Upon locating in Springfield, Mr. Stewart organized the John E. Stewart Company, with its offices and plant at No. 213 Worthington Street, subsequently removing to the present location at No. 367 Worthington Street, where the company for more than twenty years has continually enhanced its reputation as high-class manufacturing stationers and printers, its work being classed at the very forefront of products of that trade. Mr. Stewart was president and treasurer of the company, and its guiding spirit, until the time of his death, at his home on Avon Place, Springfield, October 10, 1925. His body was conveyed to Plainfield, New Jersey, for interment in the Stewart family plot in Hillside Cemetery.
Despite his numerous business responsibilities, and the demands made upon his attention and energy by other associations, Mr. Stewart gave himself with fine cooperative spirit to the various interests that carried their appeal successfully to his heart. He was patriotic to the depths of his being; a Republican in political faith, but never the politician-a strong admirer and supporter of Lincoln, Grant and Roosevelt. He kept fresh the memories of his Civil War, service by active membership in the Grand Army of the Republic, having been affiliated with E. K Wilcox Post, No. 16, Springfield, of which he was a past commander, and a former member of Winfield Scott Post, No. 73, Plainfield, New Jersey, of which he had been adjutant and quartermaster. He also belonged to the Loyal Legion, New York Commandery, composed of members who were officers in the Civil War. His religious fellowship was with the Old First (Congregational) Church of Springfield, whose historic and spiritual atmosphere he cherished and enjoyed.
John Edward Stewart married, August 7, 1867, at Binghamton, New York, Rev. Charles Keyser officiating, Lina (Paulina) Elizabeth Bromley, born in Whitestone, New York, August lo, 1839, died at her home in Springfield, Massachusetts, May 15, 1920. daughter of Roswell Avery Randall and Mary (Budd) Bromley. She was descended from Luke Bromley, who came from England and settled in Warwick, Rhode Island, afterward removing to Westerly, Rhode Island, where he made his residence. His son, Luke, born in 1665, married Harriet Stafford, of Warwick, and married (second) Tamson Packer. His son William, born September 12, 1693, married, November z6, 1714, Elizabeth Dewey, daughter of Israel Dewey. William Bromley, son of William and Elizabeth (Dewey) Bromley, was born February 8, 1719, and died at Stoningham, Connecticut, October 21, 1775. He married Elizabeth Brown, and their son, Simeon Bromley, born in Westerly, Rhode Island, February 17, 1752, was a soldier in the Revolutionary War and a member of the State troops of Rhode Island, being a pensioner on the United States government under the act of 1831. He married, February 2, 1775, Ann Burdick, daughter of John and Elizabeth (Babcock) Burdick, of Westerly, Rhode Island. Their son, Squire P. Bromley, was a soldier in the War of 1812. He married Maria Randall, daughter of Oliver and Dolly (Avery) Randall, of Norwich, New York. Their son, Roswell Avery Randall Bromley, born July 17, 1815, who died near Whitestone, New York, March 25, 1843, was a cloth dresser. He married, November 8, 1835, at South Berlin, New York, Mary Budd, born in Ohio, May 7, 1819, died near Whitestone, New York, February 23, 1843, leaving three children: Elnathan, born September 15, 1837; Lina (Paulina) Elizabeth, born August 10, 1839, who married John Edward Stewart of this review; and Mary L., born February 17, 1843, died in Iowa in 1881. Mrs. Stewart was one of those charming women in all the circles in which she moved-cultured, of refined tastes and devoted to her home, loyal to her friends-who leave a precious memory as the richest legacy of their lives. She enjoyed her fellowship with the people of the Old First Church, and numbered her friends by the hundred, who were drawn to her by her Christian character and womanly qualities. Her body reposes by the side of her husband in beautiful Hillside Cemetery, Plainfield, New Jersey. Children: 1. Jessie Maria, born in Brooklyn, New York; married Ira H. Evans, a well known real estate operator, and a veteran of the Civil War, died in San Diego, California, April 19, 1922. 2. Edward William, born in Brooklyn, New York, has devoted his life to the management of ranches in Colorado and other sections of the West; married Albina R. Hottin, of Springfield, daughter of Sanford and Emma R. (Holt) Hottin, and has one child, Lina Virginia. 3. Robert Bromley, born September 7, 1878, at Plainfield, New Jersey, died in Washington, District of Columbia, May 24, 1887. Mrs. Jessie (Stewart) Evans and her brother, Edward W. Stewart, are making their home temporarily in Springfield following the death of their father.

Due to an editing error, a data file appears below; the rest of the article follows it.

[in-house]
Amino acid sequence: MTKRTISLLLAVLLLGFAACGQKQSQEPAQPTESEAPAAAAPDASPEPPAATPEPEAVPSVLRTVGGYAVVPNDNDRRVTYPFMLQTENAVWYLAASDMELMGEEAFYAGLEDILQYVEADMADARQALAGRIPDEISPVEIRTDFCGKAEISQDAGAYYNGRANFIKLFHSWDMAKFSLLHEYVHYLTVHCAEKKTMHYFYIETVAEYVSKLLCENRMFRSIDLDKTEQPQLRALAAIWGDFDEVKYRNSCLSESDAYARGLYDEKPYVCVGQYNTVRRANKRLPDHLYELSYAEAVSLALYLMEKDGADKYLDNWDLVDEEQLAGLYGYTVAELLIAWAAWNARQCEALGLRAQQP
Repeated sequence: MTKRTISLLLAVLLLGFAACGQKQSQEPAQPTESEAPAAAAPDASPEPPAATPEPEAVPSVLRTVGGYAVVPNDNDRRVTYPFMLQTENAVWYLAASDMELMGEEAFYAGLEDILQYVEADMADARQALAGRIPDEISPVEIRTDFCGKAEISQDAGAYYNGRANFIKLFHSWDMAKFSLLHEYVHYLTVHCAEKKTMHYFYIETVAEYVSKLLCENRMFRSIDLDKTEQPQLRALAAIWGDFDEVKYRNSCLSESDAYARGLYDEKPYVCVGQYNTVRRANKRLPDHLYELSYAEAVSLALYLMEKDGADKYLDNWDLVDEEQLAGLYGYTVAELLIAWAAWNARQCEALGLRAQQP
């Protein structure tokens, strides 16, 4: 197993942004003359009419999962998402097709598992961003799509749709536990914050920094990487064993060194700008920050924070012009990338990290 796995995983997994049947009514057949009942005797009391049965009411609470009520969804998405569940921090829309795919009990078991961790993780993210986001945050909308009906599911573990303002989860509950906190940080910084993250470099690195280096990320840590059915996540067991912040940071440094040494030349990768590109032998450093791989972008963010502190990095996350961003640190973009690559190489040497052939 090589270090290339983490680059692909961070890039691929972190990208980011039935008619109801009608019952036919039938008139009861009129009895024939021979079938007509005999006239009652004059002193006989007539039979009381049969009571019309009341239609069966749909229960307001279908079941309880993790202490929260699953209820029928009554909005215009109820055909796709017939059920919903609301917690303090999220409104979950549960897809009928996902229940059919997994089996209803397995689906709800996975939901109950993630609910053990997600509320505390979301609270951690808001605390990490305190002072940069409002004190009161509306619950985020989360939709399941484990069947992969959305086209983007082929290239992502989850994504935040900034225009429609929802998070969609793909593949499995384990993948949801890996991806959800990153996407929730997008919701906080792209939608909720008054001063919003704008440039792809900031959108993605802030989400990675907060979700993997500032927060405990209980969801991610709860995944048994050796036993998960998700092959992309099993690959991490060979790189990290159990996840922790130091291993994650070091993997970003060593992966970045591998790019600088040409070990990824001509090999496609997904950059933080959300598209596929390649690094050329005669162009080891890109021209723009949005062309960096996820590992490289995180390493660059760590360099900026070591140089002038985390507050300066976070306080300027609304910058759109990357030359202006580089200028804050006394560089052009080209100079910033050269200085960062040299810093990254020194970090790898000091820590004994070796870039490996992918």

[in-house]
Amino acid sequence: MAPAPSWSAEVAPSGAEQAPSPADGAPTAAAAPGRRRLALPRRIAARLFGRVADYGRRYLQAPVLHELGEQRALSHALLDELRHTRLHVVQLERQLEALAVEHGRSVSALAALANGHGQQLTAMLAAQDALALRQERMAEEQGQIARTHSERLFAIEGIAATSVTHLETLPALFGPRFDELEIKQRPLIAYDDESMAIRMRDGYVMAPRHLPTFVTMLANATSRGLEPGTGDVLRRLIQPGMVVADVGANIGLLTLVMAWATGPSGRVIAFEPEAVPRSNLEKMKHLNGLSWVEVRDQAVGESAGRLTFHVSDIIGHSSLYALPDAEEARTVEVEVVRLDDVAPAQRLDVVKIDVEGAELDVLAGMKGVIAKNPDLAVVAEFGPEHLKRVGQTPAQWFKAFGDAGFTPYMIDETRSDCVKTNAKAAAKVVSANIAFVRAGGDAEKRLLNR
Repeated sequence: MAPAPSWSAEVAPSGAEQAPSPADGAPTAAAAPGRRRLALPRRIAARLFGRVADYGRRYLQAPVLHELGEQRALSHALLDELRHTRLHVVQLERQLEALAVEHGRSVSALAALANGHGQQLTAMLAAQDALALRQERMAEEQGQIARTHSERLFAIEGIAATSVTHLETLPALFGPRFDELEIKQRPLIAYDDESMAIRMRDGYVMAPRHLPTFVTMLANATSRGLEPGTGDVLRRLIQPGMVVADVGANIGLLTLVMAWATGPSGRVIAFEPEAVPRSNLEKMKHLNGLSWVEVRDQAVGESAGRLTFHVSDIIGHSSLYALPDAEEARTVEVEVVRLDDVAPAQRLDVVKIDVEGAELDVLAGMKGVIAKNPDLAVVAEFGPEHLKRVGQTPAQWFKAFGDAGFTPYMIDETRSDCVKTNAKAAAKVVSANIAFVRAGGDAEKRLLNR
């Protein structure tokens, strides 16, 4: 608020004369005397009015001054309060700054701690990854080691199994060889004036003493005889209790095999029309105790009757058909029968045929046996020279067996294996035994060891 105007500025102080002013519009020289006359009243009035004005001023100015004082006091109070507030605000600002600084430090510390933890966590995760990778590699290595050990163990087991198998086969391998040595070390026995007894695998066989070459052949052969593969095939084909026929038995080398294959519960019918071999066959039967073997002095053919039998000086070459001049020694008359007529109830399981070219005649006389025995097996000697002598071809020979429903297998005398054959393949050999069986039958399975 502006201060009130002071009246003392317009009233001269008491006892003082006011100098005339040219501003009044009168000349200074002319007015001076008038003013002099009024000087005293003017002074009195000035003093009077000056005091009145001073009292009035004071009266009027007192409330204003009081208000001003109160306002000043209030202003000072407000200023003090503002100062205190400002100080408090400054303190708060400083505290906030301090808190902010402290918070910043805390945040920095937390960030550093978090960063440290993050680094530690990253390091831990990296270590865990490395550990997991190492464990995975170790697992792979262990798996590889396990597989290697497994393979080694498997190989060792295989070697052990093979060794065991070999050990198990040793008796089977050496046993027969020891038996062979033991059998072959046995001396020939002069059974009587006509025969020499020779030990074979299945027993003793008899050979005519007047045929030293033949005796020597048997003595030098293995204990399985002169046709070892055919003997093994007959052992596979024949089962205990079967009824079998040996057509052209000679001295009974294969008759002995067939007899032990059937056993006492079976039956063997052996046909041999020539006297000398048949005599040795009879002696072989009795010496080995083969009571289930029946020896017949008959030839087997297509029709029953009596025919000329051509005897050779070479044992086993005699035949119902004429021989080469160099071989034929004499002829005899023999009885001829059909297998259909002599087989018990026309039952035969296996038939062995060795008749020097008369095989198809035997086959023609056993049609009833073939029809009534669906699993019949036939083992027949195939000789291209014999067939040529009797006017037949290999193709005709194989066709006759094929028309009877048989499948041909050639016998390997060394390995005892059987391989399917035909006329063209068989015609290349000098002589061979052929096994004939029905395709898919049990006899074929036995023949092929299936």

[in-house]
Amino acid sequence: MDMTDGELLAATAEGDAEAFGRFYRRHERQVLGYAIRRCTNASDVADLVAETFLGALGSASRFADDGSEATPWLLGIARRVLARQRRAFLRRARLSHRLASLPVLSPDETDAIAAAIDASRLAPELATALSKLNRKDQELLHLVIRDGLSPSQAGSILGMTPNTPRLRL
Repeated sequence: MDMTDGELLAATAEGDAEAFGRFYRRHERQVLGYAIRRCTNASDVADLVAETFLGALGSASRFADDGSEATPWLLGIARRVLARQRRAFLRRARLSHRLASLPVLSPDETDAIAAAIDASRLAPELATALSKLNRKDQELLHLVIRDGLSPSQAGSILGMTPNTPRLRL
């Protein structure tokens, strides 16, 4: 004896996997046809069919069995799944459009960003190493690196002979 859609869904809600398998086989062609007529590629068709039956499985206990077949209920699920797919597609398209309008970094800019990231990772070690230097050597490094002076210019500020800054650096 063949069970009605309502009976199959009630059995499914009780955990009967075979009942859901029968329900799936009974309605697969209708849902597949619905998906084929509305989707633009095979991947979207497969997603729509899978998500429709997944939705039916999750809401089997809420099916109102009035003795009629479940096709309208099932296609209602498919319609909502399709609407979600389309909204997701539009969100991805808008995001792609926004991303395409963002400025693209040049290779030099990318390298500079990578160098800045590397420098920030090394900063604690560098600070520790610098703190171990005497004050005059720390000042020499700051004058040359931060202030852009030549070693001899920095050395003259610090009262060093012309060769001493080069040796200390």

Men identified with the progressive business interests and the general forward movement of the city of Springfield have been pleased to acknowledge that the stay of John Edward Stewart among them was all too short. His high standard of business ethics, his personal charm, left their benign influence upon the commercial, social and religious sides of the community, which he loved as a good citizen worthy of the name.
Source: Biography and Genealogy of Western Massachusetts, 1639-1925